This consumer-focused platform sounds like it will be part of a larger ecosystem aimed at connecting consumers, providers, pharma manufacturers and payers supported by Microsoft’s cloud, AI and IoT technologies. Additionally, Walgreens will transition the majority of the company’s IT infrastructure to Microsoft Azure.
This and other partnerships (see Figure 1) are part of a larger strategy for Walgreens to be the new ‘front door to care’–bringing healthcare to where patients and customers want to receive it. Walgreens can make it easier for patients to access care since 75% of the United States population is within 10 minutes of a Walgreens.
The question now is whether Walgreens can scale its various partnerships quickly enough to contribute to satisfy investors or to attract payers and employers looking to drive cost savings.
Each partnership is different in terms of complexity and will scale at its own pace (see Figure 1). Some will begin to show more immediate results and some will require multiple years to be successful. Here are some of the key observations and unanswered question about the most recent announcement.
At the J.P. Morgan Health conference, management stated it has all of the healthcare services that Walgreens needs at this point through the various partnerships it formed over the past 18 months. The question is how quickly Walgreens can execute on them. Walgreens management stated the partnership with Humana has gone well, but it is still very early days, and the company can’t make projections about the scope of the rollout beyond the initial 2 locations in the Kansas City area. However, the positive results of the LabCorp partnership mean that it will expand to 600 stores over the next few years.
While customers may already see benefits from these partnerships, whether investors will have the patience to allow these partnerships to mature is an open question. Management has been under pressure to explain how these various partnerships will contribute to the companies’ financial performance.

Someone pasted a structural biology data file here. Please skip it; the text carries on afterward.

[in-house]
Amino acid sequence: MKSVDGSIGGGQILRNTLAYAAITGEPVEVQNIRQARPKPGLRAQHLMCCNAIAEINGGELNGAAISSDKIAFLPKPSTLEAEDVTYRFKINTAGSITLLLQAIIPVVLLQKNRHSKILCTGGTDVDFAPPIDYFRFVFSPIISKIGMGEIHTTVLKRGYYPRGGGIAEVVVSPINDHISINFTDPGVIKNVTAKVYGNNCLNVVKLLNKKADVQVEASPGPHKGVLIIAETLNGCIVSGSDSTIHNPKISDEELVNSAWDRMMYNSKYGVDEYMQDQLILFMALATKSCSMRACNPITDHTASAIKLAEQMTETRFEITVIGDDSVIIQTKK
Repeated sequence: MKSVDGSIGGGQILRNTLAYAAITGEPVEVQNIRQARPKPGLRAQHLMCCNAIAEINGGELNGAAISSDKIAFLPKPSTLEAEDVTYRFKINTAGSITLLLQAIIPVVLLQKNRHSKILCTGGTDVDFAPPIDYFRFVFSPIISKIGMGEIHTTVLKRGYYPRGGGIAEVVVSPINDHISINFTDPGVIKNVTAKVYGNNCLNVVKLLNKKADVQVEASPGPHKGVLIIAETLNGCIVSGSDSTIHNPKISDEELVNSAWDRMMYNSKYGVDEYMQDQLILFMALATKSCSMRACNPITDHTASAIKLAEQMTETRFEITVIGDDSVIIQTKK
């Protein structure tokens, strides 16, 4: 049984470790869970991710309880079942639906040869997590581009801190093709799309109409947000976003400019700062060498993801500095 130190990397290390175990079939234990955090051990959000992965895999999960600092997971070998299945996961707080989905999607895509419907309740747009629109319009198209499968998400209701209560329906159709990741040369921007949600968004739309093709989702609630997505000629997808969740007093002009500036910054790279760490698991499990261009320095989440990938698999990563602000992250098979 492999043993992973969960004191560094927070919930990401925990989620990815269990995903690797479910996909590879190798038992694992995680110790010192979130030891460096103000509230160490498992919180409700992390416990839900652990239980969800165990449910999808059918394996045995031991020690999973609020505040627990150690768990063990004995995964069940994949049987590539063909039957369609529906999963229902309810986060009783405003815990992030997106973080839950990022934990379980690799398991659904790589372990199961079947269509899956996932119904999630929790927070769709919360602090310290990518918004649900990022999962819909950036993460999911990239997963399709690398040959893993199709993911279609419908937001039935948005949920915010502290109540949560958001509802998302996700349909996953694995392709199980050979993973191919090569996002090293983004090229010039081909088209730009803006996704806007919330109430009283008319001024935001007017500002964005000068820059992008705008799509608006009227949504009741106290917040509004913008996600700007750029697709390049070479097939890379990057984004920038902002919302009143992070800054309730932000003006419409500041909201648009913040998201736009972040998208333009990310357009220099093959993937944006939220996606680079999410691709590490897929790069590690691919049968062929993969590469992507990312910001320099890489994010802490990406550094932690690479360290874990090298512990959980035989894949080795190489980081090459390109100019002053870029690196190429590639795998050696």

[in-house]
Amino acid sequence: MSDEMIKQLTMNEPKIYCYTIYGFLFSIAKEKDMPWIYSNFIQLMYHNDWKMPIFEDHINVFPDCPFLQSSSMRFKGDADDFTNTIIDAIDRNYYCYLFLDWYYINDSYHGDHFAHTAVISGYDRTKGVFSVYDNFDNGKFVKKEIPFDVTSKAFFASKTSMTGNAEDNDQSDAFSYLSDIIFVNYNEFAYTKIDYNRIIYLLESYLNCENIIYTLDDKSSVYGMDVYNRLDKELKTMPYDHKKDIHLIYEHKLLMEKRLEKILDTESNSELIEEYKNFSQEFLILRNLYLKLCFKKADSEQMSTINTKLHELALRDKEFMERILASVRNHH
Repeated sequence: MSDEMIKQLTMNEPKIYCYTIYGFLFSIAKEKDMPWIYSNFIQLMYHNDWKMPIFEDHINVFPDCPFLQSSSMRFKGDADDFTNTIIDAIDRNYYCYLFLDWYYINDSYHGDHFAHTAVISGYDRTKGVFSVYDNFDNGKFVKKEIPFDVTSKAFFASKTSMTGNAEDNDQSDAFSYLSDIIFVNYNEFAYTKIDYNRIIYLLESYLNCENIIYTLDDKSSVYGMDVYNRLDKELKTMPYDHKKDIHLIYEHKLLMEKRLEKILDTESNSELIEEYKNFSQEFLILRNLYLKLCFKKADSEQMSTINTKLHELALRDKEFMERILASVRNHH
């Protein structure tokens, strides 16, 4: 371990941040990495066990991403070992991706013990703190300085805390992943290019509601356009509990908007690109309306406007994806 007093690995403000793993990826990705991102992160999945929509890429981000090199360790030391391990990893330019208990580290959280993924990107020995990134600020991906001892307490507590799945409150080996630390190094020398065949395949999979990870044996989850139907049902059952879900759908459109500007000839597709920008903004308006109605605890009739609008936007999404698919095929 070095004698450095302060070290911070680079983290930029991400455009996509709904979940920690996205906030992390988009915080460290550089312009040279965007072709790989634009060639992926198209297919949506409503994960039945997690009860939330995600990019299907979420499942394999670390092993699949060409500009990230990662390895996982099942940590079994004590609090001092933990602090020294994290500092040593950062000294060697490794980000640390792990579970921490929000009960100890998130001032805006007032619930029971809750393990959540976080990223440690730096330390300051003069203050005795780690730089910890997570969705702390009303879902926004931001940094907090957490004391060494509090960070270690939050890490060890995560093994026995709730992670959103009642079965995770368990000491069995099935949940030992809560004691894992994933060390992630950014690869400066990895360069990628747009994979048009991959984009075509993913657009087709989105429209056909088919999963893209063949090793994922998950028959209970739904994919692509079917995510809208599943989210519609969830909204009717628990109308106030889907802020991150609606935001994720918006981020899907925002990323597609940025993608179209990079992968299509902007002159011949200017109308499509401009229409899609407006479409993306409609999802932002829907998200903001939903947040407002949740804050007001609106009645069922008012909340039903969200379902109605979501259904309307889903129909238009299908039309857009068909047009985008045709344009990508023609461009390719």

Walgreens announced a new digital consumer platform, Find Care Now, last July to help consumers connect to an array of services offered by its provider partners, Walgreens-owned health services, and third-party providers including telehealth services (MDLive and DermatologistOnCall) and on-demand doctor house calls (Heal), where available.
Find Care Now will be hosted on Microsoft Azure with plans to enhance it with chronic disease management and more patient engagement apps. Whether the apps developed with Verily will be included is unclear. Walgreens plans to develop a separate B2B platform with Microsoft with services for payers and device manufacturers.
The overwhelming majority of Walgreens’ 370+ retail health clinics use Epic’s EHR. Announced in Nov. 2015, the rollout was fully completed in March 2017. Walgreens announced 14 new partnerships with healthcare systems, such as Advocate Health Care in Chicago and Swedish Medical Center in Seattle, in which the health system operates clinics inside Walgreens retail stores. These health systems hire the providers, oversee patient care, and bring in their own EHRs. The question is how, and more important if, Verily and Microsoft might work together with Epic to find synergies from the solutions each is creating with Walgreens.
Walgreens has a different strategy to its ‘front door to care’ model compared to Aetna-CVS and Walmart which relies upon a multiple ‘horizontal partnerships.’ The question now is whether Walgreens can scale its various partnerships, especially with Humana, quickly enough to contribute to satisfy investors looking for better financial performance or to attract payers and employers looking to drive cost savings.
2019 Predictions: M&A, Big Tech, and the Fate of ACOs
The Meaningful Use gravy train finally came to an end in 2018. As the strongest EHR vendors struggle to define new revenue streams, weaker ones faded from view through acquisitions or leveraged buy-out. Meanwhile, funding for ‘digital health’ start-ups continued to increase, though it likely hit the high water mark in 2018. And lest we forget, Amazon, Apple and Google continue their forays into the healthcare sector as the market is simply too big to ignore.
So what’s in store for 2019?
We brought together our analysts’ brain trust and came up with the following baker’s dozen of 2019 predictions. Over the near decade of making these annual predictions, our batting average has consistently been well above .500, so don’t ever say we didn’t give you an advanced warning on the following:
Revenue cycle management M&A activity will continue to pick up with the most notable acquisition by Optum as it doubles down on its Optum 360 managed revenue cycle business and acquires Conifer Health Solutions from Tenet.
Despite the hype and media attention around alternative primary care clinics (e.g. Oak Street Health, Chen Med, One Medical), the actual number of physical locations serving patients will remain paltry at less than ten percent of the number of retail health clinic locations.